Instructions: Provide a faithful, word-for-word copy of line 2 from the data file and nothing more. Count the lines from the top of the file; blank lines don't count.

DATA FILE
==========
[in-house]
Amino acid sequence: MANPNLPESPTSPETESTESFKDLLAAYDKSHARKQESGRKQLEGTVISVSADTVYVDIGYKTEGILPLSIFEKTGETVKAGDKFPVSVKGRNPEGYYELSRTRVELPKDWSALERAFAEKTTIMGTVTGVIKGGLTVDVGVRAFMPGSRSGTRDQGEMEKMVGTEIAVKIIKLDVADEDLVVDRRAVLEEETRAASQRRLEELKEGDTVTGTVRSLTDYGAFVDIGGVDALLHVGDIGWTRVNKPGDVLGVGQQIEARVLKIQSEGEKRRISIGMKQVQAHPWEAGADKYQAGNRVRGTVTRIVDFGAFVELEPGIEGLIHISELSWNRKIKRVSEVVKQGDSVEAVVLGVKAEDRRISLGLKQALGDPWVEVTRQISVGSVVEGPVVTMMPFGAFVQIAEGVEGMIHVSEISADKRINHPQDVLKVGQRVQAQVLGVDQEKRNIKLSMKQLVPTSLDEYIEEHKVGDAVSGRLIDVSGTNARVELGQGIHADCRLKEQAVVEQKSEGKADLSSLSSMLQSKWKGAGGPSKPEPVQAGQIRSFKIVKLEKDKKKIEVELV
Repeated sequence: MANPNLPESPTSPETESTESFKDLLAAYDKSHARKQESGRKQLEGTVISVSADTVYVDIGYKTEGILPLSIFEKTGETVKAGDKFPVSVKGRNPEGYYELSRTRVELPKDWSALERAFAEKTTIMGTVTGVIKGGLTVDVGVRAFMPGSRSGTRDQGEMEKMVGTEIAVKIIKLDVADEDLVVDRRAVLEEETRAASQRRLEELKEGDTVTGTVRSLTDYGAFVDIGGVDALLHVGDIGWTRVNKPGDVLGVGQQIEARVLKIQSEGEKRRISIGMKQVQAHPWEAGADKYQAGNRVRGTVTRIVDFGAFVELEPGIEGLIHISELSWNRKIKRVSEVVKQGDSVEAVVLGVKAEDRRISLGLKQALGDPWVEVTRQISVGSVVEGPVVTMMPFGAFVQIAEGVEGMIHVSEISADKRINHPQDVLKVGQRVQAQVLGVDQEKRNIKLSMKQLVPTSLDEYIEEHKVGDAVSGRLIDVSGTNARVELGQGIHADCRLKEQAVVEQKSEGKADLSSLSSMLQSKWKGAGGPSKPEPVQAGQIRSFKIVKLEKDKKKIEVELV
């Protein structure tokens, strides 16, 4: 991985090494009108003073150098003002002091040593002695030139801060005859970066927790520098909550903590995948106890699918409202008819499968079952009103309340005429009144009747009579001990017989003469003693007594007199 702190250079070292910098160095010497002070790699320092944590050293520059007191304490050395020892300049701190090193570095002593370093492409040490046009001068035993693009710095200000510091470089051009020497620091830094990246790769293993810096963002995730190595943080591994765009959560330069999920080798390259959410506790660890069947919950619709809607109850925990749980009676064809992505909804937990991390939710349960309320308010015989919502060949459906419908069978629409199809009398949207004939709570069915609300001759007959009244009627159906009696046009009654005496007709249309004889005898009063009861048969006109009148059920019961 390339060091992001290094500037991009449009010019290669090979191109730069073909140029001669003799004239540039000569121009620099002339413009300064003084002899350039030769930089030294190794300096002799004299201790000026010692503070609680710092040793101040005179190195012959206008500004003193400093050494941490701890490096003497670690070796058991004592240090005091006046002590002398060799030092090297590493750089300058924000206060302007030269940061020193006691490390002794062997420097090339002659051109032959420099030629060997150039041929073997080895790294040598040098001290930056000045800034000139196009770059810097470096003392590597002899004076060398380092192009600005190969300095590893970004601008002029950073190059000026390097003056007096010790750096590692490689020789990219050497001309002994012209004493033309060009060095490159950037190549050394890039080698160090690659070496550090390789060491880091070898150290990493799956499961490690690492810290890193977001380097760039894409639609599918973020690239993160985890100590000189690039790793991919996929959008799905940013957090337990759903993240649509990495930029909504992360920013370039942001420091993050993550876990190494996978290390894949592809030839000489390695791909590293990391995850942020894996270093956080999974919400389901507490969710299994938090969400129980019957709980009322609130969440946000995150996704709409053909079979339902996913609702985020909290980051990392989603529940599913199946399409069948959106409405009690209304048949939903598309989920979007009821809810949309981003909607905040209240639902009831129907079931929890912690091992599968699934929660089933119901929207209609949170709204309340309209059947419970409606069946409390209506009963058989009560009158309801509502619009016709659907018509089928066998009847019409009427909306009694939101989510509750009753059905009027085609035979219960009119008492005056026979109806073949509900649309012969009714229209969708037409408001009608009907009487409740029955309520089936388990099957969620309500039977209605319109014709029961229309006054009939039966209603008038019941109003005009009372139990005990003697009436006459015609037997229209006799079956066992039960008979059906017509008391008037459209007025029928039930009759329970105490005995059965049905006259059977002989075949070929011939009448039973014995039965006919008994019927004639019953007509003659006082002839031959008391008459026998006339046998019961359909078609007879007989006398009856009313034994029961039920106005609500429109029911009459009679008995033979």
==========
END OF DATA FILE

Amino acid sequence: MANPNLPESPTSPETESTESFKDLLAAYDKSHARKQESGRKQLEGTVISVSADTVYVDIGYKTEGILPLSIFEKTGETVKAGDKFPVSVKGRNPEGYYELSRTRVELPKDWSALERAFAEKTTIMGTVTGVIKGGLTVDVGVRAFMPGSRSGTRDQGEMEKMVGTEIAVKIIKLDVADEDLVVDRRAVLEEETRAASQRRLEELKEGDTVTGTVRSLTDYGAFVDIGGVDALLHVGDIGWTRVNKPGDVLGVGQQIEARVLKIQSEGEKRRISIGMKQVQAHPWEAGADKYQAGNRVRGTVTRIVDFGAFVELEPGIEGLIHISELSWNRKIKRVSEVVKQGDSVEAVVLGVKAEDRRISLGLKQALGDPWVEVTRQISVGSVVEGPVVTMMPFGAFVQIAEGVEGMIHVSEISADKRINHPQDVLKVGQRVQAQVLGVDQEKRNIKLSMKQLVPTSLDEYIEEHKVGDAVSGRLIDVSGTNARVELGQGIHADCRLKEQAVVEQKSEGKADLSSLSSMLQSKWKGAGGPSKPEPVQAGQIRSFKIVKLEKDKKKIEVELV